My name for Whisky in those situation`s is Electric Soup.73 Geoff

In reply to G8ADD:

…and for serving to barbarians who have water, ice or mixers in their Whiskey.

(Gasp!!) Can such ignorance exist?

Unfortunately so Brian, but look on the bright side, it is the second best way of getting rid of that bottle of Bells. What’s the truly best way of getting rid of it? - give it to someone you don’t particularly like, double wrapped of course so they can’t see what it is. That should give you time to make your escape :wink:

73, Gerald
bagged the Laphroaig distillery in 1971… just about sober now!

In reply to G4OIG:

Unfortunately so Brian, but look on the bright side, it is the second
best way of getting rid of that bottle of Bells. What’s the truly best
way of getting rid of it? - give it to someone you don’t particularly
like, double wrapped of course so they can’t see what it is. That
should give you time to make your escape :wink:

73, Gerald

Dammit, that’s evil…I like it! :slight_smile:

In my ice climbing days I used to carry a little flask of the Fiddich, thoughts of opening it on the top stance acted like rocket fuel! Some of my best memories are of sipping it whilst watching the sunset, with a good climb behind me and a glissade to the pub in front of me…great days!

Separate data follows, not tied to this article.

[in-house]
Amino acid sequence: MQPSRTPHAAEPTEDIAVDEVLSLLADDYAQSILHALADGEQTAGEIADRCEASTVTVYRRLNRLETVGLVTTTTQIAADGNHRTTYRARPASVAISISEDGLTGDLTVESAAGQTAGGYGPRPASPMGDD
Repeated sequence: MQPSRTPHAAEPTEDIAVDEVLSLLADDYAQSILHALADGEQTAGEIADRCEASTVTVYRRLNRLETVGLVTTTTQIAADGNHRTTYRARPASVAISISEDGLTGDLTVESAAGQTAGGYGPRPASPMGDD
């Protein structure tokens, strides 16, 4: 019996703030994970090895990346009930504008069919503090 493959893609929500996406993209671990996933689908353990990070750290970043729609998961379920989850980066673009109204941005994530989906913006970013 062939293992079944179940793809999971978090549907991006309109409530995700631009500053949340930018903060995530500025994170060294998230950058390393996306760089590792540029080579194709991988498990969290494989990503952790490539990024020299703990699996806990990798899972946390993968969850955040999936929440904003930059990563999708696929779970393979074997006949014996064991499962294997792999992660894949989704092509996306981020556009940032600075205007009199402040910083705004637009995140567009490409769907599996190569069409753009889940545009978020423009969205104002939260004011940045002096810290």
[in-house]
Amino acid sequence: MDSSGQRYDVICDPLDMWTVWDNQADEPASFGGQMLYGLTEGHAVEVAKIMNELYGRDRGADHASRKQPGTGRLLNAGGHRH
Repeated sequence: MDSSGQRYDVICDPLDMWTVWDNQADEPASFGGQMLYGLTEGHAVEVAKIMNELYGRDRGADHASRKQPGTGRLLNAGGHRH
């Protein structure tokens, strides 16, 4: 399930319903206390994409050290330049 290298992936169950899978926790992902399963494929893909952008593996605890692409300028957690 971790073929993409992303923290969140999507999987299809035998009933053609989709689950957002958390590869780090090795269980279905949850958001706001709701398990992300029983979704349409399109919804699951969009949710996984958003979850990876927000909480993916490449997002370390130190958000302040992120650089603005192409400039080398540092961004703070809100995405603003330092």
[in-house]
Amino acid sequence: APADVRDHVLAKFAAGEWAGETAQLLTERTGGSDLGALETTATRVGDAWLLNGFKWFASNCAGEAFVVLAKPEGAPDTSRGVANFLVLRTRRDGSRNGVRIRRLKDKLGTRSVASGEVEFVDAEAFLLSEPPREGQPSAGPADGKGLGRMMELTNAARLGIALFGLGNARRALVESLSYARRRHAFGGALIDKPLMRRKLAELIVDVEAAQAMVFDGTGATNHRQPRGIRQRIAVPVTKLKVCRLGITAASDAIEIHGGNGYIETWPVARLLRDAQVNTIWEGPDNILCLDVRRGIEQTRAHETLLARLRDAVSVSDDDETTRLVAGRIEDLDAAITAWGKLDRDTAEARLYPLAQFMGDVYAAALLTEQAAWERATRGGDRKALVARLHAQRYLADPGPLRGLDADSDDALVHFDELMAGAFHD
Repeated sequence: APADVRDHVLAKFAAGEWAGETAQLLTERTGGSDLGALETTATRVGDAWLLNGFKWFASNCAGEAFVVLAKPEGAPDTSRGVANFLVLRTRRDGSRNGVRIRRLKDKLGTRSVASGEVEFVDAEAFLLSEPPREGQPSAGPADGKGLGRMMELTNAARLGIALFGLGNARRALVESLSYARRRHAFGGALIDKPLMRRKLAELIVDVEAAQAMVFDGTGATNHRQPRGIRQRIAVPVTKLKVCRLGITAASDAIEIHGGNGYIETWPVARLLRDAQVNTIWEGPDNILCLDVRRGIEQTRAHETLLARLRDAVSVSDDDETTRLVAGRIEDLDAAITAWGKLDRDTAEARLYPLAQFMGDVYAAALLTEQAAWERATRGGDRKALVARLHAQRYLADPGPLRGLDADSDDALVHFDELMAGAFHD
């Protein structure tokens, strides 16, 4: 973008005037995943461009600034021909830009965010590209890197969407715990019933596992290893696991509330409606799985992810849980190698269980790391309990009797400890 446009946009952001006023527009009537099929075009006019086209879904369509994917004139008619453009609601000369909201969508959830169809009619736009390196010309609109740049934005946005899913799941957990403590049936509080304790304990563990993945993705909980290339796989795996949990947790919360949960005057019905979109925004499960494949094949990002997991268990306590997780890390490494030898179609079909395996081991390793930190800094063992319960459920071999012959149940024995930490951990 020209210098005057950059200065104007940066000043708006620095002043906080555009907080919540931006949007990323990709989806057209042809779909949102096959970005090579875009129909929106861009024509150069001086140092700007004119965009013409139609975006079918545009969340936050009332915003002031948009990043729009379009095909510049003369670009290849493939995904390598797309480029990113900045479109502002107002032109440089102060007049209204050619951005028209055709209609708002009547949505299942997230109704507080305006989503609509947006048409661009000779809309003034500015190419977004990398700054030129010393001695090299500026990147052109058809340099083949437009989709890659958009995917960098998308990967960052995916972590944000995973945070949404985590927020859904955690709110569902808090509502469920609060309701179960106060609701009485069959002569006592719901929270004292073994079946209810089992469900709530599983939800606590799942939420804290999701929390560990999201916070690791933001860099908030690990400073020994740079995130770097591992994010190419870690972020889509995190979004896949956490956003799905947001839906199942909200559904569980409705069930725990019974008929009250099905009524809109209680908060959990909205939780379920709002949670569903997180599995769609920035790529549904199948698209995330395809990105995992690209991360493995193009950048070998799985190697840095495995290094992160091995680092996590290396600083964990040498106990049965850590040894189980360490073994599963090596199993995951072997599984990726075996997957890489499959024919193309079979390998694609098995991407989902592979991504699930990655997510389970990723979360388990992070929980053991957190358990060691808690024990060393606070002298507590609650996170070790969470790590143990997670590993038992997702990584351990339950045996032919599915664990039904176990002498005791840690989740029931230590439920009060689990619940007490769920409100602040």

Brian G8ADD

(Gasp!!) Can such ignorance exist?

I know some knowledgable enthusiasts who add a small drop of water to malt whisky to release the flavours. Over in Northern Ireland, they seem rather fond of putting a single cube of ice in theirs. I remain of the “nothing added” persuasion myself. I do recall many years ago my dad buying me a superb single malt for my birthday. My wife said “Nip up the shop and buy some coke to have that whisky with”! I did, and also bought her a bottle of Canadian rye to have with her coke, before hiding the malt!

Anyway, let’s crack on shall we? The 2nd International SOTA Weekend was to have a different design for the Macclesfield team of Sean M0GIA, Jimmy M3EYP and Tom M1EYP. For the inaugural event last year, we did Gun G/SP-013 for Saturday daytime, The Cloud G/SP-015 for Saturday night and Kinder Scout G/SP-001 for Sunday. This time Sean stated he wanted to do an overnight on Gun. Well, who was I to argue? ISW was Sean’s idea, after all.

Liam was up for the camp, but Jimmy wasn’t. However, a plan was hatched and the three of us set off, late morning on Saturday 1st May 2010. “Kitting up” took much longer than usual at the parking spot, as I loaded myself, Jimmy and Liam up with four HF antennas, two SOTA poles, SB270, WASP, walking poles, tent, tarp, plus two bags of food. I don’t normally invite my lads to accept such a payload, but it was a very short and easy walk. I forgot to start calling them ‘Rooster’ and ‘Peanut’ in honour of the situation though!